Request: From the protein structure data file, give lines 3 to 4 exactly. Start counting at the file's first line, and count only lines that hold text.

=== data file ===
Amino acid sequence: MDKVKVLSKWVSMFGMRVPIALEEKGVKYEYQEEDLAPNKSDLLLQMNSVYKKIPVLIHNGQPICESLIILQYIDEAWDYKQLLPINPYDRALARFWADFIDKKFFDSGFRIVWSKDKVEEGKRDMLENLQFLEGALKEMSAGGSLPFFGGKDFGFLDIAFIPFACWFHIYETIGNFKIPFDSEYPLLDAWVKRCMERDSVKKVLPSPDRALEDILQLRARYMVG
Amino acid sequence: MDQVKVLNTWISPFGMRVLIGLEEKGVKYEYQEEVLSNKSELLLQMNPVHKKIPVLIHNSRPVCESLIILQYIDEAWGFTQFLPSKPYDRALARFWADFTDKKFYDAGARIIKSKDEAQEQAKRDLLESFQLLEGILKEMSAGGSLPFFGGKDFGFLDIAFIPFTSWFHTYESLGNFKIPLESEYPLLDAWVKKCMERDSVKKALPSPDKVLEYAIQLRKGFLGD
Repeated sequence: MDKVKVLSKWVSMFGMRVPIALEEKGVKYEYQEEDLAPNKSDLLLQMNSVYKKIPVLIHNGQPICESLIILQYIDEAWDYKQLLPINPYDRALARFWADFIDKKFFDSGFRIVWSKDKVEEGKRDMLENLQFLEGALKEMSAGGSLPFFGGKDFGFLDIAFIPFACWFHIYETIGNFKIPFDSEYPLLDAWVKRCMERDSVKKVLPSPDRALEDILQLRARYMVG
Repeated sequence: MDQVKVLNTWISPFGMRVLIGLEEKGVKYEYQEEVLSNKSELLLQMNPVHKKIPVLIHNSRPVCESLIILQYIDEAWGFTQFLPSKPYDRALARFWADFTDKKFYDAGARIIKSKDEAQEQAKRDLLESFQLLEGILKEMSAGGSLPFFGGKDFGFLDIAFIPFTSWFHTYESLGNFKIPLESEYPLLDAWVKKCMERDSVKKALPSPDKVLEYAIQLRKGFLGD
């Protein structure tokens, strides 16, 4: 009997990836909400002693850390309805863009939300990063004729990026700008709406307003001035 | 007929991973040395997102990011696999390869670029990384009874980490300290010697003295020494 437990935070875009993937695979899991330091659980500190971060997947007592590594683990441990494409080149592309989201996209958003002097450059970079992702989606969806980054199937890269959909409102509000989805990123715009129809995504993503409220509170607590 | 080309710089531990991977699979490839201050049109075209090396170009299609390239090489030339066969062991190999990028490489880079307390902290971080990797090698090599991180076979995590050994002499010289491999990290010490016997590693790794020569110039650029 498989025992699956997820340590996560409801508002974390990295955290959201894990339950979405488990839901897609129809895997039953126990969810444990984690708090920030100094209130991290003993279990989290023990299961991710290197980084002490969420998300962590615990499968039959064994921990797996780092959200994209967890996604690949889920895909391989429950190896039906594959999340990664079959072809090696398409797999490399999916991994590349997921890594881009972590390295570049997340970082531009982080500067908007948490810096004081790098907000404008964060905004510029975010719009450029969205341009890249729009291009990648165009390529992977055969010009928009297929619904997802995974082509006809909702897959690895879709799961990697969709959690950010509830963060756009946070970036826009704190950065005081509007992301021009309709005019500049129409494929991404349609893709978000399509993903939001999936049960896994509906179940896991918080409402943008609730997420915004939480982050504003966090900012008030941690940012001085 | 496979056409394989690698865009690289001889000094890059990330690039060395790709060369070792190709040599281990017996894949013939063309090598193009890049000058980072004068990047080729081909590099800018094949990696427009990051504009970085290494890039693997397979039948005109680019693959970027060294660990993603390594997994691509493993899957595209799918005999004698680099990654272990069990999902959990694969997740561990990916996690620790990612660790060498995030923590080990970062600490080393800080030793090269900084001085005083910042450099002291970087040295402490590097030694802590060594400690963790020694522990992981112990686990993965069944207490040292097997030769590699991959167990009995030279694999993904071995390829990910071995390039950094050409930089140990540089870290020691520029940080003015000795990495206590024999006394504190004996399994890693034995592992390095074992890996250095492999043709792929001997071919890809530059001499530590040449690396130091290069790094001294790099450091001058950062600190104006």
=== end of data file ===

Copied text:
Repeated sequence: MDKVKVLSKWVSMFGMRVPIALEEKGVKYEYQEEDLAPNKSDLLLQMNSVYKKIPVLIHNGQPICESLIILQYIDEAWDYKQLLPINPYDRALARFWADFIDKKFFDSGFRIVWSKDKVEEGKRDMLENLQFLEGALKEMSAGGSLPFFGGKDFGFLDIAFIPFACWFHIYETIGNFKIPFDSEYPLLDAWVKRCMERDSVKKVLPSPDRALEDILQLRARYMVG
Repeated sequence: MDQVKVLNTWISPFGMRVLIGLEEKGVKYEYQEEVLSNKSELLLQMNPVHKKIPVLIHNSRPVCESLIILQYIDEAWGFTQFLPSKPYDRALARFWADFTDKKFYDAGARIIKSKDEAQEQAKRDLLESFQLLEGILKEMSAGGSLPFFGGKDFGFLDIAFIPFTSWFHTYESLGNFKIPLESEYPLLDAWVKKCMERDSVKKALPSPDKVLEYAIQLRKGFLGD